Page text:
Joe Greene speaks: "I feel like we've been cheated. You saw a great game out there today, but it turned into a 'yes, but' game. That's the sad thing about it. People will be saying, 'Yes, the Pittsburgh Steelers won, but...' "
What's this, a losers' dressing room? You played a great game, man. You beat the Houston Oilers 27-13 for the AFC championship, and you held Earl Campbell to 15 yards on 17 carries, and now you're in Super Bowl XIV. Stop sulking. Hey, kid, get that man a Coke!
Eyes downcast, a slow sad smile on his face, Joe Greene peels off his soaking jersey.
"Why are you so sad?"
"I'll get happy later," Greene says. "I don't want to dwell on it, but it's the mood I'm in. I spoke to Pastorini after the game.... He wished us well."
"It's that call that's got you down, right?"
Greene nods. "A tough call, a tough, tough call," he says. "I felt bad for Houston. I didn't see the play, but I was hoping it was a correct call. I can't take any satisfaction in that call. You have 22 players out there waiting for a decision to be made, and you don't get it. That's all you need, a decision, but where was it?"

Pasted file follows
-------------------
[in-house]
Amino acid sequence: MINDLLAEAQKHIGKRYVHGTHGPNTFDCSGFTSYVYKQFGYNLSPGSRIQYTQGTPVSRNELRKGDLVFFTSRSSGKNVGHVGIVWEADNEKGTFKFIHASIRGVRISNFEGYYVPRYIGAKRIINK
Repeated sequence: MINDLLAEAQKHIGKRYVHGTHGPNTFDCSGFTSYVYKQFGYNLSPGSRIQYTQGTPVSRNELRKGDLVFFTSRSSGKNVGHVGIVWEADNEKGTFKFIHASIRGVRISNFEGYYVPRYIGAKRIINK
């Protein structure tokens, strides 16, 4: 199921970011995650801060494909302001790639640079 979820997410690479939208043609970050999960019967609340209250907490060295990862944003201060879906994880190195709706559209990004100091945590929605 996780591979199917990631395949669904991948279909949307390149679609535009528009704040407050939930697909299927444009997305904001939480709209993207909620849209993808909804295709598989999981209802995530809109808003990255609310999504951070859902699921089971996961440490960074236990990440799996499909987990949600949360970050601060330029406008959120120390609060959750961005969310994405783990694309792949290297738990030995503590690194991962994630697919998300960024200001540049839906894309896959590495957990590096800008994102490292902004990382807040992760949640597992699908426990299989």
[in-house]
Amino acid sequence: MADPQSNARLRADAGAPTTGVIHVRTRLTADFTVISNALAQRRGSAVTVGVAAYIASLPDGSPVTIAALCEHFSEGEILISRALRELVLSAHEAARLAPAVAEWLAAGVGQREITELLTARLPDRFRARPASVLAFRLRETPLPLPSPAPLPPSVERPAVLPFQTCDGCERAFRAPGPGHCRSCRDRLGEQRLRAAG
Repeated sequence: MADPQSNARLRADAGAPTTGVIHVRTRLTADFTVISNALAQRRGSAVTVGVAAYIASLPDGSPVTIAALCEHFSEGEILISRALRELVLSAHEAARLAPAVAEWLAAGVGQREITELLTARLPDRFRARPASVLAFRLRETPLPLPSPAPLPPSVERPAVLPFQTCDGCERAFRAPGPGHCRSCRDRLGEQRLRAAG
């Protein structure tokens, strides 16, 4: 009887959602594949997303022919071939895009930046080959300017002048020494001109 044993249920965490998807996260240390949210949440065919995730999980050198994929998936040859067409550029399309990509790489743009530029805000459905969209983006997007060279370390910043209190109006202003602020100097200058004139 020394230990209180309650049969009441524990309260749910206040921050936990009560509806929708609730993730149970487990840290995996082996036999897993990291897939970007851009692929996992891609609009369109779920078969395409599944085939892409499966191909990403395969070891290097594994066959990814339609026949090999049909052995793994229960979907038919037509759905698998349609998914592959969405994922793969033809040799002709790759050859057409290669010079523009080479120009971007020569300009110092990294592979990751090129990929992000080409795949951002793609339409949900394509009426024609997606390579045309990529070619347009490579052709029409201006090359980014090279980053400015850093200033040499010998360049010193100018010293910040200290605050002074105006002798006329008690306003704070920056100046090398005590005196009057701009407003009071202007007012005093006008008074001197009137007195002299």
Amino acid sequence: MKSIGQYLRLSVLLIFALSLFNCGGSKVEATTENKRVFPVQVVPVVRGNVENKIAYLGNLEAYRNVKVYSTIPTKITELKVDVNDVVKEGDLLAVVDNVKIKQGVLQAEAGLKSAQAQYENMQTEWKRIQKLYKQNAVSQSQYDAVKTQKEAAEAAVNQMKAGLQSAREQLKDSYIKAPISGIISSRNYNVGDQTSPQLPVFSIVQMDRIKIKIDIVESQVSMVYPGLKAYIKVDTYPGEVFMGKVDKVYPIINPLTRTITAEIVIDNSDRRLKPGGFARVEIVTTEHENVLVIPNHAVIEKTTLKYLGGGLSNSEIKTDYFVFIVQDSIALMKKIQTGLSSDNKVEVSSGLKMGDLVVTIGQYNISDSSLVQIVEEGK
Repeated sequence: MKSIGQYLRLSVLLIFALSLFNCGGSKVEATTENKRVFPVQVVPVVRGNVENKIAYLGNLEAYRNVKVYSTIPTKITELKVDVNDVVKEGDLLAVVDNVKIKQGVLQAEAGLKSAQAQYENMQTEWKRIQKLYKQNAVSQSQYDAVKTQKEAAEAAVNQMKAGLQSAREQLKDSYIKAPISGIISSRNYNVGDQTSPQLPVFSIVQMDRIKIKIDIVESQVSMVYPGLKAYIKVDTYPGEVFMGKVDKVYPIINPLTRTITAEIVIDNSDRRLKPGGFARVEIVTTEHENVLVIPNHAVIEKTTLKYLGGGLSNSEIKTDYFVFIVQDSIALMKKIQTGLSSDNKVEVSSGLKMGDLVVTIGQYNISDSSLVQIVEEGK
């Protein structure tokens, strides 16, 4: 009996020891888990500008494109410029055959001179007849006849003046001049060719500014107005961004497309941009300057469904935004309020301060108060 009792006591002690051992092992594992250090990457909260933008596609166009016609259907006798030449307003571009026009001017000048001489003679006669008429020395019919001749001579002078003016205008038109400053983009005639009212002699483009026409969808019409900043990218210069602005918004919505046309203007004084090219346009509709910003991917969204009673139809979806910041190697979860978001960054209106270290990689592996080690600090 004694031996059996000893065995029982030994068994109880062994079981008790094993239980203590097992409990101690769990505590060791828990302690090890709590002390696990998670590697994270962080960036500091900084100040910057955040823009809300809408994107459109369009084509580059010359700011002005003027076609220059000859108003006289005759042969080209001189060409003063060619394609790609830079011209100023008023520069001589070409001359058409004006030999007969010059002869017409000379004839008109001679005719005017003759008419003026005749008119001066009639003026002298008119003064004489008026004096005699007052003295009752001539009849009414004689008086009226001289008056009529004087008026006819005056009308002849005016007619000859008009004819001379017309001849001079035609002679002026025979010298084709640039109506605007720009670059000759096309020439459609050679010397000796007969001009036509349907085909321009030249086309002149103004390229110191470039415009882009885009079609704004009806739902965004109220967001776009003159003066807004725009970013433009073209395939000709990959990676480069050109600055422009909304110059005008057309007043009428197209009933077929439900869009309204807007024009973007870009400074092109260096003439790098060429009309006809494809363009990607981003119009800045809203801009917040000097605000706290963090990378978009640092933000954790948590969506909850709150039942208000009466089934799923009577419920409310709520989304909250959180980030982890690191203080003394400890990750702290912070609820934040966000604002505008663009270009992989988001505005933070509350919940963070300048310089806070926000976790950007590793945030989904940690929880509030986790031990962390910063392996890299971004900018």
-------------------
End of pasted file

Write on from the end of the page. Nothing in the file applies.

Where indeed? One play cast a shadow on a very professional Steeler victory. As Lynn Swann said, "It's unfortunate when something happens to mar a game like this."
What happened was that an official froze on a play that could have given the Oilers a touchdown and tied the score at 17-17 in the dying moments of the third quarter. After 38� minutes the Steelers were up 17-10, and Pittsburgh's Craig Colquitt had just gotten off the longest punt of his pro career—66 yards. The Oilers' kick returner, Richard Ellender, torn by indecision, had slapped the ball out of bounds on his own 14, and all those Steeler fans in Three Rivers Stadium waved their Terrible Towels and smiled at each other because they knew what was coming. This is where the Steelers crush the life out of people and put the game away. How many times had they seen it?
But the Oilers are a strange kind of team. You can't chart them. They play with the emotional throttle to the floor, from a high pain threshold. They had gained only 116 yards, total, all day, but now they put together an 80-yard drive and had a first-and-goal at the six.